image: thefederalist.com

image: thefederalist.com

Today in 5-4 ruling the United States Supreme Court has ended the decades long issue of Gay marriage by legalizing it in all 50 states. The ruling follows a previous case that overturned the Defense of Marriage Act (DoMA which federally ruled marriage to between a man and woman) and the Don’t Ask, Don’t Tell policy that prevented gay and lesbians openly serving in the US military. Today’s ruling eliminates the last 14 states that prohibited gay marriage or did not recognize such unions if done in other states.

The ruling’s decision was written by Justice Anthony Kennedy who was the deciding vote while the four dissenting Justices including Chief Justice John Roberts wrote individual dissents.

I am not surprised by the decision. I mean the Court had already made it legal by overturning DoMA which was a federal law. I am surprised that some thought Chief Justice Roberts wouldn’t dissent and be on the “right” side of history. It actually interesting in looking at what both he and Kennedy wrote as both the bookend to the issue of Gay marriage and the next chapter.

Kennedy writes of interracial marriage and the sanctity of marriage as an institution. He talks about the fact that denying marriage to gay and lesbian couples was a denial of personhood. It is an evocative piece that is an illustration of the Constitution as a living document; one that adapts.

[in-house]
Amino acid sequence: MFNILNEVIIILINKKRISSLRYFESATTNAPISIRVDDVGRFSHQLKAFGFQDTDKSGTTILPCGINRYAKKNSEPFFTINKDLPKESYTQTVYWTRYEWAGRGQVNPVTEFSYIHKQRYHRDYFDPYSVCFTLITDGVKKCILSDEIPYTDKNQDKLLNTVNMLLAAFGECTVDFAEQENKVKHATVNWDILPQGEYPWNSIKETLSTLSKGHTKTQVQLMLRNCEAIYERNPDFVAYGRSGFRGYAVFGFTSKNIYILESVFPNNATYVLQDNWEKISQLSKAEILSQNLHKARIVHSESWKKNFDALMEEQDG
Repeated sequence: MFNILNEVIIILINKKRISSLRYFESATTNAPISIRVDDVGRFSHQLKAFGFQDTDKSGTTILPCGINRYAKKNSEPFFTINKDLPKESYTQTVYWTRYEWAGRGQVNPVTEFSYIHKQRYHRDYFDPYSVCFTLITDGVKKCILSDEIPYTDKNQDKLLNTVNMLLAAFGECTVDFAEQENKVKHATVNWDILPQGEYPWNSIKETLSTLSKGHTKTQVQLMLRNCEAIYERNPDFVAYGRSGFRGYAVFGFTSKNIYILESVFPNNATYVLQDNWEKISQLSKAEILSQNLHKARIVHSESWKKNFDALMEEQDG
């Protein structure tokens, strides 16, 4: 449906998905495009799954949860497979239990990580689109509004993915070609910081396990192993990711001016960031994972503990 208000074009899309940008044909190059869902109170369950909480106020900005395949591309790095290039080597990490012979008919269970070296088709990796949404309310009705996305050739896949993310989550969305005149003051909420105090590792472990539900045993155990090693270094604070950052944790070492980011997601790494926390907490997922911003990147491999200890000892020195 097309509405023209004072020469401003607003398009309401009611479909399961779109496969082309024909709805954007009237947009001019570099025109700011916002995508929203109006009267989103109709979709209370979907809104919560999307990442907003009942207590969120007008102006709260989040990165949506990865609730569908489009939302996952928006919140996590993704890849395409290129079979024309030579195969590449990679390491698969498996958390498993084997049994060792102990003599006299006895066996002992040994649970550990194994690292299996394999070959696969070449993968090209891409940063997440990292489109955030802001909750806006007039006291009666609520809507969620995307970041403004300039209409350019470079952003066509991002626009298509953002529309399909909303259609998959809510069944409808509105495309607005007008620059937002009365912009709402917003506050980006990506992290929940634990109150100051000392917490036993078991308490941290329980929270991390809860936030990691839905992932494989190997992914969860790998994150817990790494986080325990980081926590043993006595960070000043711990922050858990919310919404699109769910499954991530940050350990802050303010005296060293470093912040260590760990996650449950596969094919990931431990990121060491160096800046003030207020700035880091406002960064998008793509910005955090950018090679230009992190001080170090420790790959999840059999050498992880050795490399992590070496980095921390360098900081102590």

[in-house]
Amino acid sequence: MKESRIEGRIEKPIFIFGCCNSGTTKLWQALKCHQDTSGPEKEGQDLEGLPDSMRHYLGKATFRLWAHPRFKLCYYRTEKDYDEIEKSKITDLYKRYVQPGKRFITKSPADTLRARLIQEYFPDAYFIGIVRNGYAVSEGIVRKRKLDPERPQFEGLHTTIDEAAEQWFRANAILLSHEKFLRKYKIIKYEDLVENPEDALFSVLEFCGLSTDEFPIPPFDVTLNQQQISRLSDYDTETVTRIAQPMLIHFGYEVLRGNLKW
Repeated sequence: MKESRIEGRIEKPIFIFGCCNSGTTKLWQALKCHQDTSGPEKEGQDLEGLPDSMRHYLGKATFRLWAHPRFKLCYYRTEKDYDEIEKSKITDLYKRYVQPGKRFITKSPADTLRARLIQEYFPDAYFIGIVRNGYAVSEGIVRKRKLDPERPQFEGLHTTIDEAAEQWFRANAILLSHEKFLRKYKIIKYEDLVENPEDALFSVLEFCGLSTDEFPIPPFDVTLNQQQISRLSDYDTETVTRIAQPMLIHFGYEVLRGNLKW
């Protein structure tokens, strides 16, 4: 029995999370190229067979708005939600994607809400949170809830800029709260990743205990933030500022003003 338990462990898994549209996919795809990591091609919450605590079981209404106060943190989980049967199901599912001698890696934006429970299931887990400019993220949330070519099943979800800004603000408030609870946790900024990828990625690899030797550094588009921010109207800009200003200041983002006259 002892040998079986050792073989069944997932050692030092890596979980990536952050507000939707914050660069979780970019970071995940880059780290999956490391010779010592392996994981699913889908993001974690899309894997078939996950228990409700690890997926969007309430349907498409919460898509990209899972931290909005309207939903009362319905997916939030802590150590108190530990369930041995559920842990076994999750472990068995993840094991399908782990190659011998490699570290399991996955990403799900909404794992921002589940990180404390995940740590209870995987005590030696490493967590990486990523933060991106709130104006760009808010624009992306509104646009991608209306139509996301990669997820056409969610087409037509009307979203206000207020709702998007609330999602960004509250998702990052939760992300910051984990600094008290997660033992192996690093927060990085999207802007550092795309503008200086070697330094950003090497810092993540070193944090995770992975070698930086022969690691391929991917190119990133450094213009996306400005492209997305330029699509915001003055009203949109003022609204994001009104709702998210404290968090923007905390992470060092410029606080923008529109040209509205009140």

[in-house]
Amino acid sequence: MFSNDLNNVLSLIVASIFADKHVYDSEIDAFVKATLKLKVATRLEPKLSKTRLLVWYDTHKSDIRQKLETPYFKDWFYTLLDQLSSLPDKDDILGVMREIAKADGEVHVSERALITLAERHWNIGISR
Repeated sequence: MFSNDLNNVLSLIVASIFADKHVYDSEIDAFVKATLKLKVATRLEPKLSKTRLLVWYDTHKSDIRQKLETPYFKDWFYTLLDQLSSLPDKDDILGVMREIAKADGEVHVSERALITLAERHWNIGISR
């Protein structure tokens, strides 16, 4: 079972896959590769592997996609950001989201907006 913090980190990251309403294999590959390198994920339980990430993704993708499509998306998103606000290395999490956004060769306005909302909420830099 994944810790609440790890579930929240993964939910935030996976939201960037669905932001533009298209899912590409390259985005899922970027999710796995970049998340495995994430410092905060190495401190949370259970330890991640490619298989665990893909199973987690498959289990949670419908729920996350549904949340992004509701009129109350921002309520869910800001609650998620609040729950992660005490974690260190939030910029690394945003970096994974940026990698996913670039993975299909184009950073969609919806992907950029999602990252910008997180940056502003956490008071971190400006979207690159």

Robert’s dissent is also interesting but in a different way. He isn’t dissenting because he is against gay marriage but against having to decide the case in the Courts. He writes about the precedent it sets that any law created by states can be overturned by simply going to court. As Roberts says the Court isn’t about making law and this case, Obergefell v. Hodges, should’ve been resolved in the Legislature and the States.

So what is my opinion?

I’m keeping that to myself. But I will make a prediction that some states will be looking hard at creating religious freedom laws similar to the ones in places like Arkansas and Ohio. I also expect cases to crop up over issues of whether its discrimination or religious observance when someone refuses to do a service for a gay couple.

So Love wins.


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